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What Makes Workforce Development Programs Sucessful
A report released in 2012 by Chapin Hall at the University of Chicago. This study assesses the influence of a range of factors on achievement of successful outcomes for workforce development programs, while also looking at how and if these factors are currently measured. Finally, this study recommends improvements to the data collection methids and data system that currently exist within the workforce development system.
Reducing Poverty and Economic Distress after ARRA: Next Steps for Short-Term Recovery and Long-Term Economic Security
Reducing Poverty and Economic Distress after ARRA: Next Steps for Short-Term Recovery and Long-Term Economic Security - Urban Institute Article Abstract July 15, 2010
Building Effective Green Energy Programs in Community Colleges
This report tackles the question of the reality behind the promise of "green jobs" -- the challenges and the benefits of the millions of dollars of stimulus money being spent on creating "green job" training.
Describing the Dimensions of the Current Labor Market Crisis in the U.S., Center for Labor Market Studies-1/19/2010

Describing the Dimensions of the Current Labor Market Crisis in the U.S., Center for Labor Market Studies-1/19/2010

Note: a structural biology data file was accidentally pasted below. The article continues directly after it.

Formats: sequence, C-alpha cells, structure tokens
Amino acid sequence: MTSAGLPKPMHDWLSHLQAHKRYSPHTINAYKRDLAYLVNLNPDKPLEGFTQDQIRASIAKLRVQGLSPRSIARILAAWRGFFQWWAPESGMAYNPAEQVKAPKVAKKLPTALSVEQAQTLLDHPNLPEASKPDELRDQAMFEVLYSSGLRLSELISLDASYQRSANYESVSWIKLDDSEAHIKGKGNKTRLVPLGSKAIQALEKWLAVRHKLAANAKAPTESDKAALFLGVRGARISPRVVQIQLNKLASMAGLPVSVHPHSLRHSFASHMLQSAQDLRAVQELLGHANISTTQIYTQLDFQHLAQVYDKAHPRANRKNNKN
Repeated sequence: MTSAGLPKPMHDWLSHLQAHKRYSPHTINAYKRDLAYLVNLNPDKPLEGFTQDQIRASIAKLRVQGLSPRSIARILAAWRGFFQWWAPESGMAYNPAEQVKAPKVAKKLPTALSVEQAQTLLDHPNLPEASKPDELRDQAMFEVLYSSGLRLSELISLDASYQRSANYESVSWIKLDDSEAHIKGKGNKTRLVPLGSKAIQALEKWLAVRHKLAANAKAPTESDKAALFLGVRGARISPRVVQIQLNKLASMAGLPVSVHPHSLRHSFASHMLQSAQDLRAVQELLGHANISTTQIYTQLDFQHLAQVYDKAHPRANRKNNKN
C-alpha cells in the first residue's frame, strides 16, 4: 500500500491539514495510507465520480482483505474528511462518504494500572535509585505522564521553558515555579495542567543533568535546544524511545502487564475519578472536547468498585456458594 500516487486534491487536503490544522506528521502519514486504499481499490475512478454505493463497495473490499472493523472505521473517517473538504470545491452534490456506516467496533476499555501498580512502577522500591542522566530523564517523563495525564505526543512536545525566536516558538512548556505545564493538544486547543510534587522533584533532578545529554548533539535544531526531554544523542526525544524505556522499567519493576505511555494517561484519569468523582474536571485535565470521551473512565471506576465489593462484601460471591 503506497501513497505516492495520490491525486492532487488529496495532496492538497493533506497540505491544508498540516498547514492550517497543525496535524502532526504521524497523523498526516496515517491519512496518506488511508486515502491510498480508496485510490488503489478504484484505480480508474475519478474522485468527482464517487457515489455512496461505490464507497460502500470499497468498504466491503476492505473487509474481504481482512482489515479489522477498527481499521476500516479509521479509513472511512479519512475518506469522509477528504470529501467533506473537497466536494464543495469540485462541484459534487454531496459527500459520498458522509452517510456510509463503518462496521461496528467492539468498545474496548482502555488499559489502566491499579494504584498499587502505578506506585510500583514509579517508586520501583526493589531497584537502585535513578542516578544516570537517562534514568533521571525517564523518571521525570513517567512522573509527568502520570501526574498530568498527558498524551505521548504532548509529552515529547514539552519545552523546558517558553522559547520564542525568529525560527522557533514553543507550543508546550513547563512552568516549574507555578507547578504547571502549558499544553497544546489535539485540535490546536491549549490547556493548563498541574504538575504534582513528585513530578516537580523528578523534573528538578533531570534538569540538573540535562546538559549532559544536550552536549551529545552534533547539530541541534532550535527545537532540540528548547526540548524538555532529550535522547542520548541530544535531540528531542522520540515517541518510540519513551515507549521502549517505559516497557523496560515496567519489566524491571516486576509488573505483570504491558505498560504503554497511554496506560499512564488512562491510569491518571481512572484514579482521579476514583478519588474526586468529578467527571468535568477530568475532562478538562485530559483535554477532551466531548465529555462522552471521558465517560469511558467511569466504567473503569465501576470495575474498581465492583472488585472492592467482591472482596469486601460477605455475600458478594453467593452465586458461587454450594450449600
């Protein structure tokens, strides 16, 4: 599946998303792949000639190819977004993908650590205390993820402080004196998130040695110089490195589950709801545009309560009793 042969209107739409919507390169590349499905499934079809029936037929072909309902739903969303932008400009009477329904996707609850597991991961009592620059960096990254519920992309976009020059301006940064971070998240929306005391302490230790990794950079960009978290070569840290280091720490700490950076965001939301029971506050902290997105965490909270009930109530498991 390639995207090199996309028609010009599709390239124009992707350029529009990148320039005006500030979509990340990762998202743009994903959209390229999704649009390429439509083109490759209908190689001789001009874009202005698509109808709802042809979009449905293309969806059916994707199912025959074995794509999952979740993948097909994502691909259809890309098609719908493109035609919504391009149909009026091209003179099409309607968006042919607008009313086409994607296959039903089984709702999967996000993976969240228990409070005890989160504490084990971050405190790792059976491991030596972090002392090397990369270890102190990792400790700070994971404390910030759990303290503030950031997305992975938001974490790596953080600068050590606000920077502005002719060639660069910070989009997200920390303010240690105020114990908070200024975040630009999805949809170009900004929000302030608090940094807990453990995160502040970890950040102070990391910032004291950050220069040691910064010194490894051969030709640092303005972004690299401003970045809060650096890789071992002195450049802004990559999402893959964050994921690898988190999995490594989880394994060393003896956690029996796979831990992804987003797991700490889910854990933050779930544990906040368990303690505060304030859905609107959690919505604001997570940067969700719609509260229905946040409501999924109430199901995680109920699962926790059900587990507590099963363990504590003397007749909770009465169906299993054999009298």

Most national macroeconomic models project little to no net employment growth through the middle of next year. Overall unemployment, as even indicated by Federal Reserve Board Chairman Ben Bernanke, is likely to rise through the fall of the coming year, 2010. Joblessness and labor underutilization problems will worsen over this time period. The country must act now to help put America's youth and adults back to work in a cost effective and transparent manner.

Dire Straits for Many American Workers: The Economic Case for New Job Creation Strategies in 2010 for the Nation√?¬Ę??s Teens and Young Adults (20-24), Center for Labor Market Studies - January 2010

Dire Straits for Many American Workers: The Economic Case for New Job Creation Strategies in 2010 for the Nation's Teens and Young Adults (20-24), Center for Labor Market Studies, January 2010

The nation's teen (16-19) and young adult (20-24 year old) job markets have continued to collapse during the past year, dropping all of these young groups' employment rates to new post- World War II lows. Over the October-November 2007 to November-December 2009 period, the number of employed teens in the U.S. declined by nearly 25% while the number of employed 20-24 year olds fell by nearly 11%. As noted in the bar graph on the cover page, the job loss in relative terms (-25%) among the nation's teens in the Great Recession is greater than it was for all workers (16+) in the Great Depression of the 1930's (1929-1933).3 The employment losses for young workers far exceeded those of all other age groups. Among older persons (55+), however, total employment at the end of this period was actually higher than it was prior to the beginning of the recession.

YouthNotes - December 2009
  • "The Consequences of Dropping Out: The Impact on Lifetime Earnings" by Andrew Sum, Ishwar Khatiwada, & Joseph McLaughlin, Center for Labor Market Studies at Northeastern University
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  • Dire Straits for Many Workers: The Economic Case for New Job Creation and Retraining Strategies in 2010 for the Nation's Young, and Dislocated Blue Collar Workers - Center for Labor Market Studies, Dec. 2009